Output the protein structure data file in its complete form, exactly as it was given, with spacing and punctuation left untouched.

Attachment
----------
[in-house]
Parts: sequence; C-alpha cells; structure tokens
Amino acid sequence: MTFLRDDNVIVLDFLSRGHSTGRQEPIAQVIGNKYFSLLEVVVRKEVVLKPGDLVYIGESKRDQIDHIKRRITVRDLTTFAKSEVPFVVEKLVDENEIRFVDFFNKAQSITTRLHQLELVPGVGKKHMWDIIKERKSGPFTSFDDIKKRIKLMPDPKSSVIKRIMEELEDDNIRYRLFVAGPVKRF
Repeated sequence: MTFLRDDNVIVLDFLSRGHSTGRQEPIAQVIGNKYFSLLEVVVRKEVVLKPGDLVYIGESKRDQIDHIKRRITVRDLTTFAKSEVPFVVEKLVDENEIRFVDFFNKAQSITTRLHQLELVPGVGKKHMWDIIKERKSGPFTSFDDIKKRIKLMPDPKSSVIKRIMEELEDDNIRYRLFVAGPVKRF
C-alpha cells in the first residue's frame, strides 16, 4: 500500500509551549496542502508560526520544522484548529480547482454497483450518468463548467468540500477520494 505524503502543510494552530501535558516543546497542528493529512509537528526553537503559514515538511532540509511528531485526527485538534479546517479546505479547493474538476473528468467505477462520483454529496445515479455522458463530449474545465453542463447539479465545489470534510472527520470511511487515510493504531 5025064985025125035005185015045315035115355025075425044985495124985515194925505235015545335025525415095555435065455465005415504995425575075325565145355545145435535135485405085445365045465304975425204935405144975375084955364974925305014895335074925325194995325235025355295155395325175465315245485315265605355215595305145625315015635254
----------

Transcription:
[in-house]
Parts: sequence; C-alpha cells; structure tokens
Amino acid sequence: MTFLRDDNVIVLDFLSRGHSTGRQEPIAQVIGNKYFSLLEVVVRKEVVLKPGDLVYIGESKRDQIDHIKRRITVRDLTTFAKSEVPFVVEKLVDENEIRFVDFFNKAQSITTRLHQLELVPGVGKKHMWDIIKERKSGPFTSFDDIKKRIKLMPDPKSSVIKRIMEELEDDNIRYRLFVAGPVKRF
Repeated sequence: MTFLRDDNVIVLDFLSRGHSTGRQEPIAQVIGNKYFSLLEVVVRKEVVLKPGDLVYIGESKRDQIDHIKRRITVRDLTTFAKSEVPFVVEKLVDENEIRFVDFFNKAQSITTRLHQLELVPGVGKKHMWDIIKERKSGPFTSFDDIKKRIKLMPDPKSSVIKRIMEELEDDNIRYRLFVAGPVKRF
C-alpha cells in the first residue's frame, strides 16, 4: 500500500509551549496542502508560526520544522484548529480547482454497483450518468463548467468540500477520494 505524503502543510494552530501535558516543546497542528493529512509537528526553537503559514515538511532540509511528531485526527485538534479546517479546505479547493474538476473528468467505477462520483454529496445515479455522458463530449474545465453542463447539479465545489470534510472527520470511511487515510493504531 5025064985025125035005185015045315035115355025075425044985495124985515194925505235015545335025525415095555435065455465005415504995425575075325565145355545145435535135485405085445365045465304975425204935405144975375084955364974925305014895335074925325194995325235025355295155395325175465315245485315265605355215595305145625315015635254